Update: Keen to get prepared for your viva? I’ve put together a set of viva preparation worksheets which are available in the resource library. Click the image below for free access!

phd viva questions

Listed below are common PhD viva questions which I’ve roughly grouped together. We’ll start with some higher-level questions about your PhD which should be quite easy and friendly, then progress through to some more technical (and potentially unfriendly!) questions.

It is worth noting that many examiners will ask for a short presentation at the start of the viva and this could eliminate some potential questions. In this list I’ve left in the main questions I’d expect for this presentation to address, such as what future work you’d recommend.

Very few of the questions are ones you’re guaranteed to get asked, but I can assure you that you’ll get asked at least some of them!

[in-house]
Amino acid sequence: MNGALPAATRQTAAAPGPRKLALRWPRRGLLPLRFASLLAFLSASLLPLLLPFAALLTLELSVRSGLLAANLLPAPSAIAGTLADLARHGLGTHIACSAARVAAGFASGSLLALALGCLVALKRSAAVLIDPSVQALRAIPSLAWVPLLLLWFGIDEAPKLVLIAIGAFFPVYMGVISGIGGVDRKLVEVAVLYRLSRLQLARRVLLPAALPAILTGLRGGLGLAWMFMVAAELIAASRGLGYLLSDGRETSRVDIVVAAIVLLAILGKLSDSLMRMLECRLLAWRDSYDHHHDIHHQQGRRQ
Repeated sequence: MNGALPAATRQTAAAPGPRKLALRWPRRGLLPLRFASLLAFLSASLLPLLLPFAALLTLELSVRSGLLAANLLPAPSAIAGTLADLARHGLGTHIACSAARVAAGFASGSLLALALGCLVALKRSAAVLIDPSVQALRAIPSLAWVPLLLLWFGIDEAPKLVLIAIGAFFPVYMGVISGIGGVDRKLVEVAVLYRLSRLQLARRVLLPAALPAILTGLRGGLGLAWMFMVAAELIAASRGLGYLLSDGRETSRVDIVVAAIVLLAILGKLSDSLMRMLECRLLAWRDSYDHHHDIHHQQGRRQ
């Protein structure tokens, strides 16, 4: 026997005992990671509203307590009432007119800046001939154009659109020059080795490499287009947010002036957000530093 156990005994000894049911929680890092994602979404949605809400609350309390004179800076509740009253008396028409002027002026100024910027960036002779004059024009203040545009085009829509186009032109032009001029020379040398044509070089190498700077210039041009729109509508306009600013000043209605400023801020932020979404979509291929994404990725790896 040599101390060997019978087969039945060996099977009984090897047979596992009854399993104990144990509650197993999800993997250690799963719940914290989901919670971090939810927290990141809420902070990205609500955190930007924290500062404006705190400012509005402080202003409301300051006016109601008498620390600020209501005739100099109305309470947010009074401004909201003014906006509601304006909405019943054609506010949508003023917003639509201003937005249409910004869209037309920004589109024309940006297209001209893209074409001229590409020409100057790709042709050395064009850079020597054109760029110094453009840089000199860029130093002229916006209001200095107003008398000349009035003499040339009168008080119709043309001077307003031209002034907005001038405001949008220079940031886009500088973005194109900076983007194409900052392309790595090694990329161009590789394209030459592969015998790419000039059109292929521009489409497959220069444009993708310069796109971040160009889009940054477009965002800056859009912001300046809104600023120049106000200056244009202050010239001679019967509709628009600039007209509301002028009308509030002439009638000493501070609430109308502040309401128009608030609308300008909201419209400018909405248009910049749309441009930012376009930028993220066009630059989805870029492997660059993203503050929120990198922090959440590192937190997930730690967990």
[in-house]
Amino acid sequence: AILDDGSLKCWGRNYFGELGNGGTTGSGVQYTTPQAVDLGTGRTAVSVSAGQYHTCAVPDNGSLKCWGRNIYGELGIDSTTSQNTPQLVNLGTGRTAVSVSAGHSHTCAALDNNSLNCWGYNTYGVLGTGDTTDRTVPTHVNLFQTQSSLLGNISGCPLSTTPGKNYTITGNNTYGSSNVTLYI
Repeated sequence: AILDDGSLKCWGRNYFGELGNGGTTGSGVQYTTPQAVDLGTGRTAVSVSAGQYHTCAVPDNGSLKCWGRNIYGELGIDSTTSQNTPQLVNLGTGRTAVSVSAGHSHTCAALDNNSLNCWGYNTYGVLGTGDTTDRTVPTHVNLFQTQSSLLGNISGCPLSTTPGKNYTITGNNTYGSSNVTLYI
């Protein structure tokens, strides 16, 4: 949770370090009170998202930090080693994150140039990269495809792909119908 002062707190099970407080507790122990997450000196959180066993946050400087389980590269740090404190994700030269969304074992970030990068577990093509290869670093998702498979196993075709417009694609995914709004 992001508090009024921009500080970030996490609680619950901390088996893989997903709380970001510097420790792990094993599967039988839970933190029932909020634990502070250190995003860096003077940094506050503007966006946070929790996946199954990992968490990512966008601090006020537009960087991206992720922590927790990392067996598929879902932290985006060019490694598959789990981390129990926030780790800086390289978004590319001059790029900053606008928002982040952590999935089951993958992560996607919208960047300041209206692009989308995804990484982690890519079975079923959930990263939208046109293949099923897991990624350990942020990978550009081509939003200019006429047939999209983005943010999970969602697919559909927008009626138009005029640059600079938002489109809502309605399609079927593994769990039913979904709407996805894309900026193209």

General PhD Viva Questions – usually friendly!

These ones are simply inquisitive and you don’t really have to worry about getting caught out. The examiners are simply interested in the work and want an insight from someone who has spent the last few years working on it.

  • What is the most important finding from your PhD work?
  • What was the motivation behind this research?
  • Who is your research relevant to?
  • Which aspects of your work are you publishing? Follow on: and where?
  • What future work would you recommend?
  • What are the limitations of your research?
  • Which aspect of your work surprised you the most?
  • What are the potential applications of your PhD research?

Method-Specific Questions – mostly friendly!

These questions dive a little deeper but even so shouldn’t be too much of a cause for concern. They come down to your own judgement and as long as you justify your decicisions you’ll be fine in answering them.

  • Why did you do [things] a certain way?
  • What were the alternatives to [this certain method]?
  • Why did you test [that specific number] of samples?